Tavira City Guide

Nestled where the Gilão River meets the Atlantic Ocean, Tavira is a beautiful fishing town in the east of the Algarve. The Ilha de Tavira (Tavira Island), with its impressive 14 km of beach and delightful historic town, is a true highlight of the Algarve.


Tavira's history dates back to the first Phoenician occupation of Iberia, which lasted around 500 years from the 8th Century. This Moorish occupation of Tavira can still be seen in the whitewashed houses with their ornate and stylish doors. This was a period of steep economic growth for Tavira when it became an important port for sailors.

The city was then conquered by Dom Paio Peres Correia in the 13th Century, ending Moorish control. The city soon became a specialist in shipping salt, dried fish and wine.

Unfortunately, most of the original buildings were destroyed by the earthquake of 1755 but archeologists have been identifying the origins of some historic landmarks and rebuilding according to the original designs.

Ilha de Tavira (Tavira Island Beach)

You can reach the Ilha de Tavira via ferry across the Natural Reserve Ria Formosa, which leave from the town centre or from nearby Quatro Águas. This beautiful beach provides more than just sun, sea and sand. There are plenty of restaurants, cafés and beachside bars to keep you refreshed.

Praia do Barril

To the west of Tavira Island lies Praia do Barril, one of the cleanest beaches of the southern coast of the Algarve. It is accessible all year round by a bridge that crosses the Ria Formosa. In the summer the crossing can also made by miniature train, a facility that originally served tune industry now turned to tourism.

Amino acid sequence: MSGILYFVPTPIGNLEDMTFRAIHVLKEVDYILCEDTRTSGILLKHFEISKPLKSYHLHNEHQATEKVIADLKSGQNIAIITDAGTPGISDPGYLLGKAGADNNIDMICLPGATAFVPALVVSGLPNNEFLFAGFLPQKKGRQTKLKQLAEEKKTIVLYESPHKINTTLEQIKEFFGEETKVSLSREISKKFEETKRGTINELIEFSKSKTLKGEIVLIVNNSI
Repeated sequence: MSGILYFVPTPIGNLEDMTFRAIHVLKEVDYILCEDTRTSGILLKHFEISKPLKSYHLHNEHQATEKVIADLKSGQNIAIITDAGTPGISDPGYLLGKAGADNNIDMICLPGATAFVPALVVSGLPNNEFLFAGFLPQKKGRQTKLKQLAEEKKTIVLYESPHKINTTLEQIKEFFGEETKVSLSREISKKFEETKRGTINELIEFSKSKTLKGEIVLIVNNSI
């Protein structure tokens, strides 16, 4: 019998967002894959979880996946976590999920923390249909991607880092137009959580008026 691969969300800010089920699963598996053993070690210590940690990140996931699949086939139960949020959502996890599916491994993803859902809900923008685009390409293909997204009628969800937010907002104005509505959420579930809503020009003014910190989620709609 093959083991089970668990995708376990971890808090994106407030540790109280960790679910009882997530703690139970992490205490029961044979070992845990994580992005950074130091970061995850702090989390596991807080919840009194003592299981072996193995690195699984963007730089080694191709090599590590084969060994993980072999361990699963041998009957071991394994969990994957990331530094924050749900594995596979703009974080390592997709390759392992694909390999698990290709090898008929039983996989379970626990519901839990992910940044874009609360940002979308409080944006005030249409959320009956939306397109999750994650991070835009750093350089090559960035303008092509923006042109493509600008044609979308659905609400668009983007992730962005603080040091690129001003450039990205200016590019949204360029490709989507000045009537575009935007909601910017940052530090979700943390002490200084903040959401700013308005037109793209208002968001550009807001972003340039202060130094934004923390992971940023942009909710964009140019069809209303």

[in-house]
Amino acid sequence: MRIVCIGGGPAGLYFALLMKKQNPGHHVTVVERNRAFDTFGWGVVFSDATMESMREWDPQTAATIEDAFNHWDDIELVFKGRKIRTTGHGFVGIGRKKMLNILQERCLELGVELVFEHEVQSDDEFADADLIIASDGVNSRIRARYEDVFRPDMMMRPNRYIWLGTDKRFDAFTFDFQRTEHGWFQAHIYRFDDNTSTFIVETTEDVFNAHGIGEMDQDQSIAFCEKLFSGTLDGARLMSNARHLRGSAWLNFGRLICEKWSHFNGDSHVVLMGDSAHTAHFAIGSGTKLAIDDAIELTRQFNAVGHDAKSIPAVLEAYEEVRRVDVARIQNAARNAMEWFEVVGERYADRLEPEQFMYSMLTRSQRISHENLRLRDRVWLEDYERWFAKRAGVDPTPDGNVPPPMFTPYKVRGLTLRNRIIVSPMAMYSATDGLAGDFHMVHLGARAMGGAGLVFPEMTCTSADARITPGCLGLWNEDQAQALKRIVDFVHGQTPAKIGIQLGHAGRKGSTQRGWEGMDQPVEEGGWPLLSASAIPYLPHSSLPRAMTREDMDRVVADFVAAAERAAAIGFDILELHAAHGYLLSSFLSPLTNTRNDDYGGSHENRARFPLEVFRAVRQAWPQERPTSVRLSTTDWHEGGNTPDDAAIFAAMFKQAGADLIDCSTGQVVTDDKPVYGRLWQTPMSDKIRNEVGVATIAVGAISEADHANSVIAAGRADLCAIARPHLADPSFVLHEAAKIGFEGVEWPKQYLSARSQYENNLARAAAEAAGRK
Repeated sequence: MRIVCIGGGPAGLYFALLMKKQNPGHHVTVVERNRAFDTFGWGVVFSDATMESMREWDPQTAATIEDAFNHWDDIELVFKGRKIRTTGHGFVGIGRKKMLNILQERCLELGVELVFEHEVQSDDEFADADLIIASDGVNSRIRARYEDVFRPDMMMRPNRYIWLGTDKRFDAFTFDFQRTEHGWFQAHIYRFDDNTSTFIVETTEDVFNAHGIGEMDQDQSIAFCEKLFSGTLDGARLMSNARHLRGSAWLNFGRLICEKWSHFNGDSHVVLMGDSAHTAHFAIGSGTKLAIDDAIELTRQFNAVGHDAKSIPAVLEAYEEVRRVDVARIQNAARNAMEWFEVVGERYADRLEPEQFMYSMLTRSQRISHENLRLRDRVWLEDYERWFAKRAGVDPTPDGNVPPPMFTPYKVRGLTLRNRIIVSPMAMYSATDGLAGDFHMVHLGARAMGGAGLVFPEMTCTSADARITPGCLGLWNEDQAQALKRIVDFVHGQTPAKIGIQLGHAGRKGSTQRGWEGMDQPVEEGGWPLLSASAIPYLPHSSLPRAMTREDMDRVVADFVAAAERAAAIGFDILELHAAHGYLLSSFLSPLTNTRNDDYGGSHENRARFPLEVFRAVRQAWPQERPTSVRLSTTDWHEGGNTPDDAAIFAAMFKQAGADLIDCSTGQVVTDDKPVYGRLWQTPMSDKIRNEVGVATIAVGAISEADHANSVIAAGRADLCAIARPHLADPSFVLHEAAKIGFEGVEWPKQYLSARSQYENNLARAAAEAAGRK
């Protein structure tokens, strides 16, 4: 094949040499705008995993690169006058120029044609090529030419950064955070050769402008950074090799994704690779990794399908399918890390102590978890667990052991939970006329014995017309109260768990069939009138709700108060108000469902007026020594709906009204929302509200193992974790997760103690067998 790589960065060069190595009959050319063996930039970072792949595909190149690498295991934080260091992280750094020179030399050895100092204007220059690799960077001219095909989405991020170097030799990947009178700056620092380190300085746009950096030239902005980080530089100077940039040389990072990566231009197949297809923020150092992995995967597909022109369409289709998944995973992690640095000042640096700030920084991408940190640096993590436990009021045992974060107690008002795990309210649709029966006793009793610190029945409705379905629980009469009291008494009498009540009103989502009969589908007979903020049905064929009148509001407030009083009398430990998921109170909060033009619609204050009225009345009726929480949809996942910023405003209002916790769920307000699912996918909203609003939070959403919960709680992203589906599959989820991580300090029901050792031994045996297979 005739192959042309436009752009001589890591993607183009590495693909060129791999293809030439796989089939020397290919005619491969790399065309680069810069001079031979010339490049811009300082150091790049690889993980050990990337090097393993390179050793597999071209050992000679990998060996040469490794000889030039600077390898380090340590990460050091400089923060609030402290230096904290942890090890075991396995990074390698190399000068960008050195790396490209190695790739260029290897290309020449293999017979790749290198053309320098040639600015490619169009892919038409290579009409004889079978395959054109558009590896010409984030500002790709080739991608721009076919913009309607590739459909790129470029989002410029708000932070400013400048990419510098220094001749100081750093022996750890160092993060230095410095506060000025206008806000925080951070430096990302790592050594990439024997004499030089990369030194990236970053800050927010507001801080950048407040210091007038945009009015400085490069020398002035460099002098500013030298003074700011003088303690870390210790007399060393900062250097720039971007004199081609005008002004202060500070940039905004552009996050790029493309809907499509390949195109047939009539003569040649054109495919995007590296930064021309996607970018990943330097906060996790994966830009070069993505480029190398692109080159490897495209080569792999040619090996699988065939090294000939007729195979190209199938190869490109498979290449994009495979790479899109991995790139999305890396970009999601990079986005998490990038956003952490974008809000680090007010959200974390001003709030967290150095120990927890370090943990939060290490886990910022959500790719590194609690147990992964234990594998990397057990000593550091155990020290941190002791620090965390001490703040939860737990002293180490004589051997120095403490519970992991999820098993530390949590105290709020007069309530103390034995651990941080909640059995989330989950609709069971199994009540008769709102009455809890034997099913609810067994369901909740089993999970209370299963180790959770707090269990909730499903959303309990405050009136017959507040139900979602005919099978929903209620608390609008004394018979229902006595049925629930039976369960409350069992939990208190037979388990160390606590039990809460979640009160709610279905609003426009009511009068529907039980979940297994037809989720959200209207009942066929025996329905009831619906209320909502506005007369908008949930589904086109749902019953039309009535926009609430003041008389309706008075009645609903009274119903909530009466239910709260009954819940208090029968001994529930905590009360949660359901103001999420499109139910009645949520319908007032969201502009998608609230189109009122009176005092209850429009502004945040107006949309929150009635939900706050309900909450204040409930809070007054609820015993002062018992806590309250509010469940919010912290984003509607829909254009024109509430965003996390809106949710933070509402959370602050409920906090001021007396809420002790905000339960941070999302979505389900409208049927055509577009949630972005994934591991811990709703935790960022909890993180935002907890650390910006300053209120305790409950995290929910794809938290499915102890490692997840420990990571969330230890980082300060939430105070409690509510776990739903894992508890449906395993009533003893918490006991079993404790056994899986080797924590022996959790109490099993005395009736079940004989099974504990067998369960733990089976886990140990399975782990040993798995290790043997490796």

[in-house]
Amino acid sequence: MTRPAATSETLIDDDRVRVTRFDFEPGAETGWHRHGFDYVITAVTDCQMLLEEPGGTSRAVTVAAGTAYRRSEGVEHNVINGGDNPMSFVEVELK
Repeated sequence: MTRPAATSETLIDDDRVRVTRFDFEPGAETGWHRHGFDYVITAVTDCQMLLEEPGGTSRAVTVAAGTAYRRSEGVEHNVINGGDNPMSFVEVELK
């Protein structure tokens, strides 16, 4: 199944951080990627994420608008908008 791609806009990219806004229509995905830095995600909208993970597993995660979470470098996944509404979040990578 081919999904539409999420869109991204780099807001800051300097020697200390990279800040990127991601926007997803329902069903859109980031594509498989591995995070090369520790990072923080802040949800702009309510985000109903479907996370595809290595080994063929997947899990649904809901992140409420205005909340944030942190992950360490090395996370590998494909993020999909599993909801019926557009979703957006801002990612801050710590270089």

Cabanas Island Beach

The Beach of Cabanas Island is also reachable by ferry across the lagoon of Ria Formosa. This is a more isolated, cleaner, less crowded beach that offers beautiful views over the ocean.

Ponte Romana (Roman Bridge)

Roman bridge is a 17th Century bridge that has its origins back during the Roman occupation, which links the two parts of Tavira across the River Gilão. It is a seven-arched pedestrian crossing and the place to go for a coffee.

Castelo de Tavira and Igreja de Santa Maria do Castelo

The 13th century castle, Castelo de Tavira, is not only a grand and glorious, historic building in its own right, but also provides fantastic views across Tavira. In the adjacent Igreja de Santa Maria do Castelo, built on the site of a Moorish mosque, you’ll find another remarkable building, which also holds the tombs of Dom Paio Peres Correia and his knights.

Food and Drinks

The Mercado do Ribeiro on the riverfront is one of the best locations in town for cafés and restaurants. Around the Praça da República, with its narrow cobbled streets, nice gardens and tiled houses, you can find shops, more restaurants, and delectable ice-cream places. Tavira also has a lively nightlife, with plenty of bars and nightclubs to pick from.

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